On Tuesday night, Israel begins its celebration of Yom HaAtzmaut, our 72nd Independence Day. Seventy-two years ago, the British Mandate over the Holy Land expired, and the last British soldiers left its shores.
Israel’s neighbors were not happy about the possibility of a Jewish nation emerging in their midst. And yet, despite the serious threat of war by surrounding Arab nations, David Ben-Gurion, who became Israel’s first prime minister, declared the birth of the modern State of Israel. It was a statement: for the first time in nearly two millennia, the Jewish people were a free people in their ancient homeland. And while a difficult war ensued, Israel miraculously persevered. Seventy-two years later, Israel is a thriving nation, a leader in medicine and technology, and a source of blessing to the world.
An Act of God
Most years, Israelis celebrate Yom HaAtzmaut much like I celebrated July 4 when I was growing up in America. We gather in parks to watch fireworks at night and spend the following day out with family and friends having picnics, enjoying barbeques, and joining in large celebrations. This year, of course, is different. In order to protect against the coronavirus, we will be confined to our homes and separated from one another.
If barbequing and attending festivities were the only activities of this special day, the current restrictions might have robbed it of its joy. However, in Israel, this day is so much more than a day celebrating our political freedom. It is a day of religious significance – a day for prayer, reflection, and connecting with God.
When the nation of Israel was reborn, the leading rabbis of the time recognized it as an act of God. The return of the Jewish people to Israel is the fulfillment of biblical prophecy, one that the Jewish people yearned for during the long and bitter exile. The War of Independence, and virtually every war that has followed, saw outright miracles, as Israel emerged victorious against all odds every time.
In recognition of the spiritual significance of Israel’s rebirth, the rabbis determined that the traditional psalms of praise recited on all Jewish holidays should also be recited on Yom HaAtzmaut, and they added new liturgy to our prayers. So on Yom HaAtzmaut we celebrate not just our political freedom, but God’s promises that have been fulfilled in our lifetimes – and we anticipate the fulfillment of promises still to come.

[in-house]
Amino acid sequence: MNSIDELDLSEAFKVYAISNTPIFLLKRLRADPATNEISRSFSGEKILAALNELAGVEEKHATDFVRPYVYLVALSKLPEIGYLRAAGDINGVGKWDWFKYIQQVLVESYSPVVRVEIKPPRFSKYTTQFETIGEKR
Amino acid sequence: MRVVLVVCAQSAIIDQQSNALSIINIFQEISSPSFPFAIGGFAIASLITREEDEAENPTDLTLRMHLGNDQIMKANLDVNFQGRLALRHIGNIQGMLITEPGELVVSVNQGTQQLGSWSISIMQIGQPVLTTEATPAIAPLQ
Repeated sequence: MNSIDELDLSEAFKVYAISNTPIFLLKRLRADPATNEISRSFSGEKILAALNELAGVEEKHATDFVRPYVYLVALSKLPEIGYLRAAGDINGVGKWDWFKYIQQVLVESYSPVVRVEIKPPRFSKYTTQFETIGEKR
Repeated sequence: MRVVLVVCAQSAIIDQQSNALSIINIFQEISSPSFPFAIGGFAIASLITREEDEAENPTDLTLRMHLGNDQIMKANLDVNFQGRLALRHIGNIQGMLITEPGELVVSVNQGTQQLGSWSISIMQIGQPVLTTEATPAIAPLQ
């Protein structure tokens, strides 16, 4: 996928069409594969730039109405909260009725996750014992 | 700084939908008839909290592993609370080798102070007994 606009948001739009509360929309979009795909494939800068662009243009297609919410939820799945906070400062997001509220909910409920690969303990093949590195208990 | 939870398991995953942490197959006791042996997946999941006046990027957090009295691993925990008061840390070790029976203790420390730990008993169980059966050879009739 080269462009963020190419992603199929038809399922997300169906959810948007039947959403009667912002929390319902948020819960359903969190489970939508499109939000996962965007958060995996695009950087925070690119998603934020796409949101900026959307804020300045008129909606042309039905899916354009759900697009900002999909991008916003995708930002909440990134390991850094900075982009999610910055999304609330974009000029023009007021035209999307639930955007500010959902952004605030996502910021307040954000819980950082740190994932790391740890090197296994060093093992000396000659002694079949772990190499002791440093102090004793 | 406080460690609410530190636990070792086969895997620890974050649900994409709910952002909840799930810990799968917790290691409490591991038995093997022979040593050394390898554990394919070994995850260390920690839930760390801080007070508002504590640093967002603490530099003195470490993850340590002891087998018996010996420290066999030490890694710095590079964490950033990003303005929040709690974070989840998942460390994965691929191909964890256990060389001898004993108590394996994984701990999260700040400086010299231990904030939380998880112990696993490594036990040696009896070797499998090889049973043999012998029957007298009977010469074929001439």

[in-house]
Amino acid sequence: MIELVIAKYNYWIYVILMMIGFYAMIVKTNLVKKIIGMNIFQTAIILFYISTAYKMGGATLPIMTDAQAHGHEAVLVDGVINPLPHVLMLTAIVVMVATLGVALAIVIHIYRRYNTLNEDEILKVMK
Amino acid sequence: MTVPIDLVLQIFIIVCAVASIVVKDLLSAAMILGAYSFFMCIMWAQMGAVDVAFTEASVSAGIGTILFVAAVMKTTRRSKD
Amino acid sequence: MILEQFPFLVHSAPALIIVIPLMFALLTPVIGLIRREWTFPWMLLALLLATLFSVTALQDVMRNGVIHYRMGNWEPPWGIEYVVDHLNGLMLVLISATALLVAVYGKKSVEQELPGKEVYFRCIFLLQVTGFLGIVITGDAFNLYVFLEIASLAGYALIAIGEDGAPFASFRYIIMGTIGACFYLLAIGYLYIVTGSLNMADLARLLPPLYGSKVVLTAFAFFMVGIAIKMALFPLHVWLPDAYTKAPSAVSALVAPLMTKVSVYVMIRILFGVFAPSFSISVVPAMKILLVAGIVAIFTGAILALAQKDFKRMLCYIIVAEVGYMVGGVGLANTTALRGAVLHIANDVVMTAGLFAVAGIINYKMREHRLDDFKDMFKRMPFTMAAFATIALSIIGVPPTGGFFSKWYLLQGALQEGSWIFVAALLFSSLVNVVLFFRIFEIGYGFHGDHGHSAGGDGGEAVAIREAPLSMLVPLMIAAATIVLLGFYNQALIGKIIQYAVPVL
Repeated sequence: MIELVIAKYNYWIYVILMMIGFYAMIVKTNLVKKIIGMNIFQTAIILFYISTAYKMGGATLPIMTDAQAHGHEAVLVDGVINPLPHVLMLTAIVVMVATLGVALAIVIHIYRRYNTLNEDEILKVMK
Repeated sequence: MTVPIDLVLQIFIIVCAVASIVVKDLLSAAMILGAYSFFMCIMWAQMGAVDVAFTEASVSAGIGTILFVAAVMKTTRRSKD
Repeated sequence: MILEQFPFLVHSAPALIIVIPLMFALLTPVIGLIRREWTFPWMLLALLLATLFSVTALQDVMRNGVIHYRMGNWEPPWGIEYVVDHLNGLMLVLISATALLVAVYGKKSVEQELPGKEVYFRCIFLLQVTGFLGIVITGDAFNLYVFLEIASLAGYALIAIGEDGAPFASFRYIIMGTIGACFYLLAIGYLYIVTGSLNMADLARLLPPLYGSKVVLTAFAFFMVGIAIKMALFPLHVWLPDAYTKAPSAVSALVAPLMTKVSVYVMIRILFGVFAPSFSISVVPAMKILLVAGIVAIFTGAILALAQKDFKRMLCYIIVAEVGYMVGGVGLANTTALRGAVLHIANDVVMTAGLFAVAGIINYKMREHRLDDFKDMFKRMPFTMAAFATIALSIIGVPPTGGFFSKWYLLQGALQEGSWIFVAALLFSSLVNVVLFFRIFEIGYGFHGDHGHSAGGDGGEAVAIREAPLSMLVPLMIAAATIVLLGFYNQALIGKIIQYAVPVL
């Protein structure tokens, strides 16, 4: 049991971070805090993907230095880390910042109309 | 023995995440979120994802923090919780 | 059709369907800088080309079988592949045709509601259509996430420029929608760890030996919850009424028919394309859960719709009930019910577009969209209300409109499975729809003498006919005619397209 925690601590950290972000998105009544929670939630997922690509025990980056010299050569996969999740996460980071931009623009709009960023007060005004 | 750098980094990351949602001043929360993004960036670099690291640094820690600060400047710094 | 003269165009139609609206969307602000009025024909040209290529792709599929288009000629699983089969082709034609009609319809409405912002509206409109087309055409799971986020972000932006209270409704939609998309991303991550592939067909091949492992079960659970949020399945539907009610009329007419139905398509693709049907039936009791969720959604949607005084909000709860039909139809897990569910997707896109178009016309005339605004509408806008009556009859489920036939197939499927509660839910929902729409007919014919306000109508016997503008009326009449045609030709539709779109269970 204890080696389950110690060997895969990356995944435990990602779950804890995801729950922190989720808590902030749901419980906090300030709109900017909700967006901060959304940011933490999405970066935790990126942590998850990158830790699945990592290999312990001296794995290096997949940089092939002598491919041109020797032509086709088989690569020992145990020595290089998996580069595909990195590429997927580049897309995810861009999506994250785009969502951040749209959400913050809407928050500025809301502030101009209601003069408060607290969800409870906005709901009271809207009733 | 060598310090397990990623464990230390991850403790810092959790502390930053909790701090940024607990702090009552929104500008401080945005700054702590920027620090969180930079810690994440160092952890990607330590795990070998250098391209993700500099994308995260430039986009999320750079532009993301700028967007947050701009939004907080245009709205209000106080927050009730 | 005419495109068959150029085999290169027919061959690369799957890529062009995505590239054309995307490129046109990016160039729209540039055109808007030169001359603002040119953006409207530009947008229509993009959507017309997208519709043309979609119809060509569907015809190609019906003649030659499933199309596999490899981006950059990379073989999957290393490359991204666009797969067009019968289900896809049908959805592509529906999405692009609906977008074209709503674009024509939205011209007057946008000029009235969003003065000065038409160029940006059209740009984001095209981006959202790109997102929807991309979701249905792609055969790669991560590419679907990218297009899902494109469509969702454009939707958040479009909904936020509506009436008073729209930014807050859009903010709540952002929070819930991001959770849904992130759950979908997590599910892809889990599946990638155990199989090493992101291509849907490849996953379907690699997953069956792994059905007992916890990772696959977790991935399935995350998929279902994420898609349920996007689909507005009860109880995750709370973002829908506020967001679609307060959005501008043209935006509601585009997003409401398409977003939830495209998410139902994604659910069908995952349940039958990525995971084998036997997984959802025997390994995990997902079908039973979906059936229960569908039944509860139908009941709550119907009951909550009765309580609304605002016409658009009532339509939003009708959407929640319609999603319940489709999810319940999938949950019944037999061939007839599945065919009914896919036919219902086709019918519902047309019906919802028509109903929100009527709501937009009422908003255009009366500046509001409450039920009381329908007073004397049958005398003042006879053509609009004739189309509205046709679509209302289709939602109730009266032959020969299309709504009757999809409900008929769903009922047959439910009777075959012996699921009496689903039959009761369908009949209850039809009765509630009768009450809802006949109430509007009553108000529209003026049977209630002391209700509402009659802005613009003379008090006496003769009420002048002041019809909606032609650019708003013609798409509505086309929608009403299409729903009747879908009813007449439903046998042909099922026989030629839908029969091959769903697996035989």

Our Return to the Land
For my family, Yom HaAtzmaut is also a time to reflect on our own return to the land. My husband and I made aliyah to Israel 15 years ago, as new immigrants tentatively stepping into the unknown. Today, we are proud citizens completely in our element in our ancestral home. I marvel at how our four children were born in Israel and regard Hebrew as their mother tongue. We hike where our forefathers walked, we eat from the seven species of the land, and we recognize that we are living in the times that our ancestors only dreamed of. Indeed, God has done wondrous things, and He continues to bring about daily miracles.
So this year, while we might not have our large-scale festivities, we will still have tremendous joy and boundless gratitude to God. I hope that you will join me in praise and celebration, recalling that “This was the Lord’s doing; It is marvelous in our eyes. This is the day the Lord has made; We will rejoice and be glad in it” (Psalms 118: 23-24 NKJV).
Mazel Tov, Israel!
Coronavirus Holidays IFCJ Israel Independence Day The Fellowship Yom HaAtzmaut